SAN FRANCISCO -- Headlines today focus more on negative security aspects than positive ones; it's time to change...
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Security success was the message SANS Institute director John Pescatore offered at a session at RSA Conference Tuesday.
Using real-world examples, Pescatore outlined how seven organizations across various industries not only used security products and services effectively, but also achieved measurable results from them.
"The vast majority of malware that does get in doesn't lead to a breach," Pescatore said during his first example. However, with the right security portfolio, he said, enterprises can reduce the effects malware has when it does infiltrate the network.
To prove his point, Pescatore explained how one organization reduced the rate of successful malware execution by nearly two-thirds by layering three security technologies.
When tested, the Australian Government's Department of Defence allowed in 100% of network vulnerabilities, 65% of which successfully executed. After implementing strict application whitelisting, 85% of malware exploited, but the execution rate dropped to 15%. After adding least privilege user access to the mix, successful exploits fell to 80%, with only 5% executing. Once OS patching was included, the number of vulnerabilities that successfully exploited the network dropped to 65%, and only approximately 2% executed. (Note: further controls were added, but that data was unavailable.)
In his second example, Pescatore explained how adopting new technologies is critical to achieving security success.
Virginia Commonwealth University, Pescatore said, was looking to secure its distributed campus network from malware threats caused by student and staff endpoints. It implemented a network-based advanced threat detection appliance at its Internet ingress point. This helped not only increase the University's intrusion detection rate, but also decrease the number of attacks requiring remediation by 35%.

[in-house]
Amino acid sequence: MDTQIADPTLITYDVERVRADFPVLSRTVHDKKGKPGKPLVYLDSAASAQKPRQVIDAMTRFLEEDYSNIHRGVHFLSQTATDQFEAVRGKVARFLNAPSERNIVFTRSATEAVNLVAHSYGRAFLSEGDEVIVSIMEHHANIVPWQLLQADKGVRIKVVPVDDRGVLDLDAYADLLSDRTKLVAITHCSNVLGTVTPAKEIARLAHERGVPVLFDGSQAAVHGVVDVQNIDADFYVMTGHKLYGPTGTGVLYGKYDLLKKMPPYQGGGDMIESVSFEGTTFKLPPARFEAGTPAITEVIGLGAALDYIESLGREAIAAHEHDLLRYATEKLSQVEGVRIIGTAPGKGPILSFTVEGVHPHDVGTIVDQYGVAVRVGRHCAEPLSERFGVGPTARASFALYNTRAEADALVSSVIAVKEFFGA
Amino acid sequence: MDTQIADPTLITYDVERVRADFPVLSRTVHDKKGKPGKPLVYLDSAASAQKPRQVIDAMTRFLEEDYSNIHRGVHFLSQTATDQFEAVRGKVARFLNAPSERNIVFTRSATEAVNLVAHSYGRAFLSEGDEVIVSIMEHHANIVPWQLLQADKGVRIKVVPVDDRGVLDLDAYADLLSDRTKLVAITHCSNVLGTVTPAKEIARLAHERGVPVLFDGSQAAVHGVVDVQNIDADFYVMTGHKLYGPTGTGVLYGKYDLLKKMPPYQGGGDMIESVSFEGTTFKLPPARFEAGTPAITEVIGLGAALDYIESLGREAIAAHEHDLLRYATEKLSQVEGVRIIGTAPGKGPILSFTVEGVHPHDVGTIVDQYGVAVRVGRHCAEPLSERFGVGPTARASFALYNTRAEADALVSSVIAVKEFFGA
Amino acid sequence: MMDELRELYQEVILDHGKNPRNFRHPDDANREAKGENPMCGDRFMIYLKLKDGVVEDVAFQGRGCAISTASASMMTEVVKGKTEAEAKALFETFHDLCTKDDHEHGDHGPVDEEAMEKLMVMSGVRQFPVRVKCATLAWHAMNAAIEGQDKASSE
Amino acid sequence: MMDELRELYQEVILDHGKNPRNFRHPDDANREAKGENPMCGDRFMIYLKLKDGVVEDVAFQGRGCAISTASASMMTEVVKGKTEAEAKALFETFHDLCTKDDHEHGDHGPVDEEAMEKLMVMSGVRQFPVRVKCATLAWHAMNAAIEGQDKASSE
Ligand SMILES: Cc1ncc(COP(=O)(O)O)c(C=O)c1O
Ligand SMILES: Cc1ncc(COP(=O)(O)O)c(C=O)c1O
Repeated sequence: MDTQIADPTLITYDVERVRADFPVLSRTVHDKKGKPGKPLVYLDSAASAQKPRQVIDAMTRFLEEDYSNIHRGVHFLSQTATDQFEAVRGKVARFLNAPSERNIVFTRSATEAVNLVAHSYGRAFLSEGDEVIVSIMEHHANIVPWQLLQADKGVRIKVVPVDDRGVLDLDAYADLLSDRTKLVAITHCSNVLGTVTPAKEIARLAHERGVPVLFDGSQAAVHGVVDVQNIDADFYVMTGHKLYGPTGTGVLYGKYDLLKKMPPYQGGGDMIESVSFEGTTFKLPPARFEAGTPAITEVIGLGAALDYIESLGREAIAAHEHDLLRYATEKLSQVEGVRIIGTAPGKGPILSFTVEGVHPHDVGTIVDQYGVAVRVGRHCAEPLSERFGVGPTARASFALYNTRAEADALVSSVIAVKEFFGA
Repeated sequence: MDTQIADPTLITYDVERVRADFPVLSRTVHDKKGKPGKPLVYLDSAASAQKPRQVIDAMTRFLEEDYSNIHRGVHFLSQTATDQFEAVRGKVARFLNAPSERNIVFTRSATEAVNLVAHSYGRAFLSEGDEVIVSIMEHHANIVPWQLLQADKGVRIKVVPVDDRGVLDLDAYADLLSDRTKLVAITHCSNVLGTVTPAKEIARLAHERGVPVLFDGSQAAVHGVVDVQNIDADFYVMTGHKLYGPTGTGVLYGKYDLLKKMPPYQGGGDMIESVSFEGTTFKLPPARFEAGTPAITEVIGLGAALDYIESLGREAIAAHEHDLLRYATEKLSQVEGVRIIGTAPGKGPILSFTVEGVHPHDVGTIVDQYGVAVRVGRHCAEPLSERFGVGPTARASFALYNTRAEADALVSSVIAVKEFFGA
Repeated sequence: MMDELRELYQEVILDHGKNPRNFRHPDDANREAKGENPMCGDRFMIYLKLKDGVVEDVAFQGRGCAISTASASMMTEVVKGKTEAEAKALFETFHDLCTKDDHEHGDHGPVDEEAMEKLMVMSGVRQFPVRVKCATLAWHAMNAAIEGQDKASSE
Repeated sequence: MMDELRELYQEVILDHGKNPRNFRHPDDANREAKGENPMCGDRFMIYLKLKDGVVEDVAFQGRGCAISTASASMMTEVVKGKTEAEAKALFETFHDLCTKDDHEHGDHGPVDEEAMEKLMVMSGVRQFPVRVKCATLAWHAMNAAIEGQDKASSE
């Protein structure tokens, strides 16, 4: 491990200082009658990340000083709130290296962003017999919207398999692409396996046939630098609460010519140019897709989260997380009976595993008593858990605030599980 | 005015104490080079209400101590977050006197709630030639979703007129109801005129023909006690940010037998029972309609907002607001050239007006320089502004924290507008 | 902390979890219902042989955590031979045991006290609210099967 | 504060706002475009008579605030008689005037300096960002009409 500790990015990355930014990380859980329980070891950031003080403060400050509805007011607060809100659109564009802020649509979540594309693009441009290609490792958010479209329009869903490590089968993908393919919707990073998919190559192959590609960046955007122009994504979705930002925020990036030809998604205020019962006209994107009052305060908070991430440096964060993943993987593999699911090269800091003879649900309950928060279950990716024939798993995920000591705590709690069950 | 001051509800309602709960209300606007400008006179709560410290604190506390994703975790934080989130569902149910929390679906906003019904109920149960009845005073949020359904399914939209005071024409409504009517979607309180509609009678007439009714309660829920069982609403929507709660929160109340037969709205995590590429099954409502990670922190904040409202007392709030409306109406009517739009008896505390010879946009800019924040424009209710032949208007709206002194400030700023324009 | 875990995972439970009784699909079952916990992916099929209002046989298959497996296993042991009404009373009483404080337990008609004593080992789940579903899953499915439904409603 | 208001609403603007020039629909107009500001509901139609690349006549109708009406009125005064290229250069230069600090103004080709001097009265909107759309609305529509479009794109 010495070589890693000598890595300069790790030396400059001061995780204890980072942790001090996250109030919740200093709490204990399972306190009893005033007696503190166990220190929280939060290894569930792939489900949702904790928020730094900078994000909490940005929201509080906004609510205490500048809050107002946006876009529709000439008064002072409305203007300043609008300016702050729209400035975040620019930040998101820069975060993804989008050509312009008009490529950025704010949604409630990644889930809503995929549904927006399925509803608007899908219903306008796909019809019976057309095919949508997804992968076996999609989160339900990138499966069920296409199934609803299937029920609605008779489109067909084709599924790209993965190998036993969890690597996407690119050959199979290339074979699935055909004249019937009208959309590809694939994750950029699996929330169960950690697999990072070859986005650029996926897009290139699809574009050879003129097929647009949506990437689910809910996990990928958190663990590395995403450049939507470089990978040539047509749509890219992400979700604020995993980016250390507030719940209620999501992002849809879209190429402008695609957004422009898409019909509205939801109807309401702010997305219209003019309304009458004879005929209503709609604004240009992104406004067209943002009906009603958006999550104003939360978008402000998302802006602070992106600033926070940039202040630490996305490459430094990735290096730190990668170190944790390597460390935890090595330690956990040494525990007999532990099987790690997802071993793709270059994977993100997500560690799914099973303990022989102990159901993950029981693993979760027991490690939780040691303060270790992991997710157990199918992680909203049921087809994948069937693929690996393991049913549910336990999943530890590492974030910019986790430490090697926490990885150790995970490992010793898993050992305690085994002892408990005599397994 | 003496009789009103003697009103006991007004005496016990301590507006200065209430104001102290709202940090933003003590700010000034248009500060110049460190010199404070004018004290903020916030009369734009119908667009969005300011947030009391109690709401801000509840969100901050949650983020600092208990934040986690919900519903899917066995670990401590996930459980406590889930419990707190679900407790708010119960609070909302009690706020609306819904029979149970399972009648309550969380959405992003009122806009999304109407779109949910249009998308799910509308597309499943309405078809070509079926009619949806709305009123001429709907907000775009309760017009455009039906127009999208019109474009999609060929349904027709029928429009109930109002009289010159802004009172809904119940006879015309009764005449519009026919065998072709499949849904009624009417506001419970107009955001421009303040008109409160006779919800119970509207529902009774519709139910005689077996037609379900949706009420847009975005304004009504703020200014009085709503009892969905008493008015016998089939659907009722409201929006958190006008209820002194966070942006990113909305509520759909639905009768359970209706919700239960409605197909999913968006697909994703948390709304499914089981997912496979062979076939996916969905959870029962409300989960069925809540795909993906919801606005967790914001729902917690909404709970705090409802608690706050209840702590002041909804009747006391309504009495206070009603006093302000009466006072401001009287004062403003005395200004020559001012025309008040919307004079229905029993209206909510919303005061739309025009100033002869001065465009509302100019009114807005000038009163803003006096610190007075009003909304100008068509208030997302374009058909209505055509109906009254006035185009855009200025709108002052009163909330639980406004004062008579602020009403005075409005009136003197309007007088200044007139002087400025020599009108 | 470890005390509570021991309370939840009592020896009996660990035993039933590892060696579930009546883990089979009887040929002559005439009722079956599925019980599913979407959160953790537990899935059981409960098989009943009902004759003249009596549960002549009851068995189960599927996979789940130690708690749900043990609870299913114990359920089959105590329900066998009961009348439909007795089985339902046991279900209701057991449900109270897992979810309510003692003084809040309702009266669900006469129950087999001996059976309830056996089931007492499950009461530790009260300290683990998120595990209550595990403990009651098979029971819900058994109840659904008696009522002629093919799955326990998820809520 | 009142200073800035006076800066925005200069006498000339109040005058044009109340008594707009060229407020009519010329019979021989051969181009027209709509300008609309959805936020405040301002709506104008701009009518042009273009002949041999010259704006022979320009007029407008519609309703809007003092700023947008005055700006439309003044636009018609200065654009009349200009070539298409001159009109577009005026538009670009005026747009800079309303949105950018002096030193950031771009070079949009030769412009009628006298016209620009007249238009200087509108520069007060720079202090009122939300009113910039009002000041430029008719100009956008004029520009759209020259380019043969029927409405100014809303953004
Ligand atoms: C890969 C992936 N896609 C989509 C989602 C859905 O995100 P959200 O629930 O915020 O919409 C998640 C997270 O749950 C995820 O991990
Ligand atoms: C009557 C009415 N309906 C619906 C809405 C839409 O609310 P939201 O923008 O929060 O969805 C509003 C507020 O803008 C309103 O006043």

Out with the old, in with the new
Sometimes, Pescatore noted, replacing old technologies with new ones can solve security problems.
Boston Financial Data Services found its traditional antivirus tool wasn't detecting and mitigating advanced persistent threats, which resulted in the company reimaging four PCs per week post-attack. After Boston Financial adopted host-based security on its Windows PCs, the number of PCs needing reimaging dropped to one PC every three months.
Pescatore also said organizations should never be wary to try new security technologies, some of them may just hold the key to success.
When a healthcare organization was ready to renew its vulnerability scanning technology, Pescatore said, it adopted a newer, more effective product that reduced spending by 75%. These savings allowed the company to add tools to increase its scanning surface.
Pescatore also noted that newer, less conventional methods can help organizations reduce vulnerabilities for breach prevention.
Instructure, an educational technology company, was looking to reduce vulnerabilities in its business-critical applications. Rather than completing the job in-house, the company contracted a managed bug bounty service to detect flaws. With the same dollar investment, Instructure increased the number of testers from the three it had in-house to 63 at the managed bug bounty service. This eventually resulted in a tenfold increase in vulnerability detection.
For his final example, Pescatore noted how enterprises should look to solve the problem at the root of the issue.
When Aetna, for example, was looking to reduce vulnerabilities on its corporate applications, it took a look at the bigger picture: the software development lifecycle (SDLC). Using Cigital's free BSIMM (Building Security in Maturity Model), it integrated benchmarked improvements into its SDLC. The company decreased the number of high and moderate vulnerabilities by 92% and reduced the number of hours it took an analyst to do a threat modeling approach from 40 to two. SDLC productivity also increased an estimated 15%.